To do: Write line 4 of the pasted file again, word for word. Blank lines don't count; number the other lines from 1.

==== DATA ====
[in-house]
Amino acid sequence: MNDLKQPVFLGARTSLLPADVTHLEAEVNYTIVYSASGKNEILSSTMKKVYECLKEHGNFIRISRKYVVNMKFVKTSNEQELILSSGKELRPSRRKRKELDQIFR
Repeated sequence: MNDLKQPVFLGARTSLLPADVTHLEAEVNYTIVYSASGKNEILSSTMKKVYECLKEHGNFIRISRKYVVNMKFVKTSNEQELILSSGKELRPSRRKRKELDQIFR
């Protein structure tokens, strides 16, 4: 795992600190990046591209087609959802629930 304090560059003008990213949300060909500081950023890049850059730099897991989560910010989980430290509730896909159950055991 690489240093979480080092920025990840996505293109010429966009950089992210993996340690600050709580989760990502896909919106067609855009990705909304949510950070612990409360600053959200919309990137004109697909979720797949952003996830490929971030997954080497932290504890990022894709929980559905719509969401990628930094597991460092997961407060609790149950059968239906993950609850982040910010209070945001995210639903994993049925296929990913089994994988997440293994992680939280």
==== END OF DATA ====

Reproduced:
């Protein structure tokens, strides 16, 4: 795992600190990046591209087609959802629930 304090560059003008990213949300060909500081950023890049850059730099897991989560910010989980430290509730896909159950055991 690489240093979480080092920025990840996505293109010429966009950089992210993996340690600050709580989760990502896909919106067609855009990705909304949510950070612990409360600053959200919309990137004109697909979720797949952003996830490929971030997954080497932290504890990022894709929980559905719509969401990628930094597991460092997961407060609790149950059968239906993950609850982040910010209070945001995210639903994993049925296929990913089994994988997440293994992680939280």